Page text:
Journeys

Journeys

3.91 (46 ratings by Goodreads)
By (author) 

List price: US$25.00

Currently unavailable

Add to wishlist

AbeBooks may have this title (opens in new window).

Try AbeBooks

Description

More pieces about far-flung places by the writer described by Rebecca West as perhaps the best descriptive writer of our times.show more

Product details

  • Hardback | 180 pages
  • 157.48 x 228.6 x 25.4mm | 544.31g
  • Oxford University Press Inc
  • New York, United States
  • English
  • 019503452X
  • 9780195034523

Review Text

Morris' fifth book of travel essays, with recent pieces from Rolling Stone (the majority), the London Times, Encounter, and Connoisseur, offers a somewhat fresher range of places than the grab-bag of Destinations (1980). Moreover, even when the perceptions here are unsurprising or not-fully-developed, Morris' aphoristic prose can give them an infectious lift and edge. Vienna is "obsessed, and obsessive," running to fat, swollen with heritage, complacent yet neurotic: "It is as though at heart this whole famous metropolis, through its bows, smiles, and proprieties, would like nothing so much as to flop down on a sofa in tearful revelation" - Freud's sofa, of course. The boom-town of Aberdeen, which has gotten rough, even cartoonish treatment from Paul Theroux and others, comes through very differently here - thanks to its skeptical reserve: "There is no suddenness to Aberdeen. The ecstasy rate, I would say, is very low." Sydney, Australia, is young, in love with its own dialect/slang. A journey from England to Yugoslavia takes Morris through a series of up-to-date short-takes - highlighted by roller-skate-crazy, newly uneasy Geneva ("an abrasive kind of fizz") and beloved, irretrievable Venice: "I rather enjoyed this vigorous new cacophony, and thought if you couldn't have The Four Stallions of St. Mark, you could do worse than turn the Piazza into a kind of disco." The American close-ups are a mixed bag: an uninspired look at the real culture behind the sham of Santa Fe, "the artiest, sculpturest, weaviest and potteryest town on earth"; a Las Vegas profile with only a speck or two of originality; a reasonably balanced view of Miami; an evocative but unfocused ramble across Texas. And whenever there's attempt at deeper sociological insight, it usually drifts off course - especially in an admittedly "muddled" attempt to make some sense of a two-city taste (Shanghai, Beijing) of China. Still, though Morris is over-fond of hyperbole, cries of "Ah," and exclamation points, her eye for detail and vignette remains a sure source of paragraph-by-paragraph pleasure - as does (except in moments of excess archness) her ironic brio. Solid-to-splendid Morris, then, more skeptical than gushy, but without the sourness that has made her friend Paul Theroux so off-putting of late. (Kirkus Reviews)show more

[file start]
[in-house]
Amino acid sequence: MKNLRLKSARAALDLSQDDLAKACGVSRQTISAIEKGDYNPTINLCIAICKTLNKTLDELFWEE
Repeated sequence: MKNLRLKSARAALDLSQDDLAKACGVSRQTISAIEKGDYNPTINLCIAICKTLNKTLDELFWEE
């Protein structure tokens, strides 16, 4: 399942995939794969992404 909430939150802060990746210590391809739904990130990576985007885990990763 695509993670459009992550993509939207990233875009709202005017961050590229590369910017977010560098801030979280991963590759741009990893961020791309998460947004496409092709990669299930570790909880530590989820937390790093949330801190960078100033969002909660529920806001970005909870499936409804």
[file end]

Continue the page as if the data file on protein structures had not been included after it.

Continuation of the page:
Rating details

46 ratings
3.91 out of 5 stars
5 30% (14)
4 35% (16)
3 30% (14)
2 4% (2)
1 0% (0)
Book ratings by Goodreads
Goodreads is the world's largest site for readers with over 50 million reviews. We're featuring millions of their reader ratings on our book pages to help you find your new favourite book. Close X